Michael Deppler, head of the IMF’s European Department for the past 11 years, speaks in the following interview about the effects of the subprime crisis on Europe and the IMF’s first multilateral consultation, a high-level initiative aimed at reducing global economic imbalances.
Deppler, who is retiring after nearly four decades of service, also gives his take on the future of the IMF.
IMF Survey: What impact will the subprime crisis have on Europe’s economy?
Deppler: First, you have to be clear about the nature of the problem. In the United States, the housing market was both the spark and the fuel of the crisis. The situation in Europe is different—household saving, loan-to-value ratios, and household balance sheets are generally far stronger there than they are in the United States. This means that the adverse feedback loop between the financial sector and housing in the United States does not have the same force in Europe.
But there is no escaping the fact that we have a global shock to the financial system, and it is bound to affect Europe as well. The slowdown in the United States will pervade the world economy, and the IMF is steadily bringing down its forecasts for Europe. Some people have expressed great pessimism about Europe’s prospects. I would not go that far. In my view, Europe will experience a couple of years of slow growth. Unemployment, which until now had been declining steadily, will probably start to rise again. That said, I remain reasonably sanguine that Europe’s economy will be more resilient than that of the United States.
IMF Survey: How real is the risk of a financial crisis in Europe’s emerging markets?
Deppler: In my view, Europe’s emerging countries are also resilient. But some of them are susceptible to financial shocks, which could make the situation dramatically worse. While financial markets clearly are backing away from assets they view as too uncertain, there is still an appetite for relatively high-yielding assets for which risks are perceived as less influenced by the crisis in advanced country financial markets. Therefore, lending to emerging Europe remains reasonably buoyant and growth is being sustained, at least for now.
In sum, we do not know yet how big the shock is going to be in emerging Europe. But these countries will not be able to avoid the more general slowdown, and a number of them need to work harder at ensuring the continued confidence of investors.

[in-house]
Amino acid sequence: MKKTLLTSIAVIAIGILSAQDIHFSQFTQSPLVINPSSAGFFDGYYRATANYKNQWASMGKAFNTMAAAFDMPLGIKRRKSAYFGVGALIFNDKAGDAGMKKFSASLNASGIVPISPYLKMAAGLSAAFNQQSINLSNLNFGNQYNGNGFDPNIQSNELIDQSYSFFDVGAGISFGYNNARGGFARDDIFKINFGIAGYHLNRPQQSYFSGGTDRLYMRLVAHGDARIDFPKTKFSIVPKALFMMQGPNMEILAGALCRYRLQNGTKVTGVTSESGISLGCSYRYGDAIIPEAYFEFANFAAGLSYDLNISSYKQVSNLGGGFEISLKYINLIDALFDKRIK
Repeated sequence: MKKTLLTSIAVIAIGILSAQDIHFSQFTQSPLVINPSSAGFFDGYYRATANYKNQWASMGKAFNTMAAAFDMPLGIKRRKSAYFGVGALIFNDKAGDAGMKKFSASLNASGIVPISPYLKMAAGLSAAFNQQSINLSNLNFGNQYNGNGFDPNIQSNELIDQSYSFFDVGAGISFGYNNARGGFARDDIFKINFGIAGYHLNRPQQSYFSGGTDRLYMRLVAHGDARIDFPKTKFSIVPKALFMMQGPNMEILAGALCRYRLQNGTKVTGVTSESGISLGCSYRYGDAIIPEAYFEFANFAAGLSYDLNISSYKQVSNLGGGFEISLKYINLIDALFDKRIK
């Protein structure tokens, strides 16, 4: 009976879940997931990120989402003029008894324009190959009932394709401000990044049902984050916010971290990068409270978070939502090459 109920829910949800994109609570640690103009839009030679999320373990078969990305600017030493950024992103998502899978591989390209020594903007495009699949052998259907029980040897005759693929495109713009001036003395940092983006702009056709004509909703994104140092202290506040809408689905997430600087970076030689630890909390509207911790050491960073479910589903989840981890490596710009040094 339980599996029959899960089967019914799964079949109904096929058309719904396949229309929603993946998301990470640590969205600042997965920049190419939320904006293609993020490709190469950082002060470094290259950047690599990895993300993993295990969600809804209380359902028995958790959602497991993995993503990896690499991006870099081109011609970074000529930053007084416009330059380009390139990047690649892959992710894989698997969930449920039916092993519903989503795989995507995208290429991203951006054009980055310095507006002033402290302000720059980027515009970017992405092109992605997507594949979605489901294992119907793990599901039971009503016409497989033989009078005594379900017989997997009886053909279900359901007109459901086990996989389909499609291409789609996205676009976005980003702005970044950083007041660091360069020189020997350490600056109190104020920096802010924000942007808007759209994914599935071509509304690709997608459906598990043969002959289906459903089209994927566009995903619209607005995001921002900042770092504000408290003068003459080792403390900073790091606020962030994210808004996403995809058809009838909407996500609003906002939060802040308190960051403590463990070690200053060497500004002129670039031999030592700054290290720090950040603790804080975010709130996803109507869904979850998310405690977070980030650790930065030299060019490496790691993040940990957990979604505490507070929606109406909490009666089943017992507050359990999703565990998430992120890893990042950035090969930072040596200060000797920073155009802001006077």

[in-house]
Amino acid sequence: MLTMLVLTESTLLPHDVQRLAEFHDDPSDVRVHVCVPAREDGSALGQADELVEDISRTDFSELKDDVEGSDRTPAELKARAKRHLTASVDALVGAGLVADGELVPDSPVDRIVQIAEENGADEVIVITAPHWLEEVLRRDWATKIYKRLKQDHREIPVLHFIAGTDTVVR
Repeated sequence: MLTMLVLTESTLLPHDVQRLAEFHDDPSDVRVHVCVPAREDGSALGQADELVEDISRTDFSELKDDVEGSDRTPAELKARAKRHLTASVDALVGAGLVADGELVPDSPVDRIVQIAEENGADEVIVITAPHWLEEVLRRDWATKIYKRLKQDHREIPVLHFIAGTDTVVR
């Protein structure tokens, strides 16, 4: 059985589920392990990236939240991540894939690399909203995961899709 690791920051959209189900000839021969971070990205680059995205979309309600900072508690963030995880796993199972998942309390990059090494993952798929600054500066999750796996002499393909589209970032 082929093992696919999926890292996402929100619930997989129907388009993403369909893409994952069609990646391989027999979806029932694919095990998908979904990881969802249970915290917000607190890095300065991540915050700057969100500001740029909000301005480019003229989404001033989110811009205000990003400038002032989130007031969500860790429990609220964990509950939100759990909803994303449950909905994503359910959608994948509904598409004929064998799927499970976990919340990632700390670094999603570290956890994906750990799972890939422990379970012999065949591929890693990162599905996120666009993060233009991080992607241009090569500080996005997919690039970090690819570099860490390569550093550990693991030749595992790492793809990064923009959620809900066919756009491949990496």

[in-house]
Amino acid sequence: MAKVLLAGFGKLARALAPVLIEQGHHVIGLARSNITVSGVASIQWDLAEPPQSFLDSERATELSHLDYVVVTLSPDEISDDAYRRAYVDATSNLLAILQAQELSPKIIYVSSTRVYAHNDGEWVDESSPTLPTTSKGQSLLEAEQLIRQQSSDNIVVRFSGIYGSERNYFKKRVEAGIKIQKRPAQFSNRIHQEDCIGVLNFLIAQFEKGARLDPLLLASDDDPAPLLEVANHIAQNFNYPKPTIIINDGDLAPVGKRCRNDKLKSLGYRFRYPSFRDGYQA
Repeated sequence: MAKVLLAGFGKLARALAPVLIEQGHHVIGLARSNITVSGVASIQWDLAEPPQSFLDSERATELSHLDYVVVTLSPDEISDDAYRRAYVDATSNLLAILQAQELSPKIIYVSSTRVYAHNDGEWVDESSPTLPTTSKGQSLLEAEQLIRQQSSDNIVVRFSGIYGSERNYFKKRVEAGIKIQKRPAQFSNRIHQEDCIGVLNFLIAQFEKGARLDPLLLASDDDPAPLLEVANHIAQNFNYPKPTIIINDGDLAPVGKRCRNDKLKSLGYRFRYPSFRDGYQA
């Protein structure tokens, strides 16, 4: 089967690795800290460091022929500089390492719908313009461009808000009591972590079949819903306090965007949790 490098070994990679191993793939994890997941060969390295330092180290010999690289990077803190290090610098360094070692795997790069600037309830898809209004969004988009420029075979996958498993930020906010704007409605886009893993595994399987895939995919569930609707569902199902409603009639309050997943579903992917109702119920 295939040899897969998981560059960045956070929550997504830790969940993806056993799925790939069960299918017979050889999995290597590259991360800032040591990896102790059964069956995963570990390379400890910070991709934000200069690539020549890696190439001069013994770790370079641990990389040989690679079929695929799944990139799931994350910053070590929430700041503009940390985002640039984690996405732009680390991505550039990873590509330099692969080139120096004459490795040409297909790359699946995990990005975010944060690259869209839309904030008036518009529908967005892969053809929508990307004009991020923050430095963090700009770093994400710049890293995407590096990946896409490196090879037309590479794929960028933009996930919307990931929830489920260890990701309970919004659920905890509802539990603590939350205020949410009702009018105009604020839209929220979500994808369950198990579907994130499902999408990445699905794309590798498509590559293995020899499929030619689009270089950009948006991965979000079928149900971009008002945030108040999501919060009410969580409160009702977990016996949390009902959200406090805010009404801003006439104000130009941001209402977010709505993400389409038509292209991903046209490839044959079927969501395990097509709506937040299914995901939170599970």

IMF Survey: As Director of the European Department, you have led missions to the euro area for a number of years. Do you think Europe has finally overcome the ills that has prevented its economy from realizing its full potential?
Deppler: I wish I could say yes, but I have to say no. Europe has made major strides forward over the years, and its prospects are the better for it. But it still has structural problems it really needs to address. During the 1970s and 1980s, these problems were essentially ignored. But since then, reforms have been implemented—to my mind, with considerable success. If you look at employment, clearly we are in a different frame of reference than we were 10 to 15 years ago. And if you think in terms of Europe’s standing in the world economy, the continent has also come a very long way—the 27-member European Union is, at current exchange rates, the world’s largest economy. European goods are renowned for their quality and design, and Europe’s institutions are admired for what they have been able to achieve—not least, a single European currency.
That being said, Europeans still have a lot of problems to deal with, and some are quite tough. These problems can often be traced back to privileges that have been bestowed upon various social groups—privileges that have now become deeply embedded in society, dragging down economic performance and productivity.
European performance relative to that of the United States has flagged, most noticeably in terms of lagging productivity in the service sector. However, while it is clear that sectors sheltered from competition are doing poorly, it is less clear how Europe’s politicians can put together the majorities needed to reform them. The people who profit from the lack of competition are obviously not keen to see these protectionist measures dismantled. Collectively, however, these privileges add up to a huge burden on overall performance.
IMF Survey: Does Europe’s positive experience with integration hold lessons for the rest of the world?
Deppler: It is hard to imagine what Europe would look like today if it were not for integration. It has been a source of tremendous growth and opportunity, essentially because it brings competition to markets that would otherwise remain protected. Although there are some downsides, such as the agricultural policy, being a member of the European Union amounts to reform by stealth. That is why, of course, there has been a certain backlash against integration in some countries. But I firmly believe that Europe stands tall. The continent’s experience—including with the euro and the single market—has excited a lot of interest around the world.
IMF Survey: You are about to leave the IMF after 37 years. As you look back at your career, what stands out as the most important events, for the Fund and for you personally?
Deppler: It has been a very exciting 37 years. I received my letter of acceptance to the Fund on April 15, 1971—the day Nixon announced the break with gold. All my colleagues in university were saying: “Why are you going to the Fund? The Fund no longer has a job.” And yet, looking back, I have been involved in many exciting things over the years.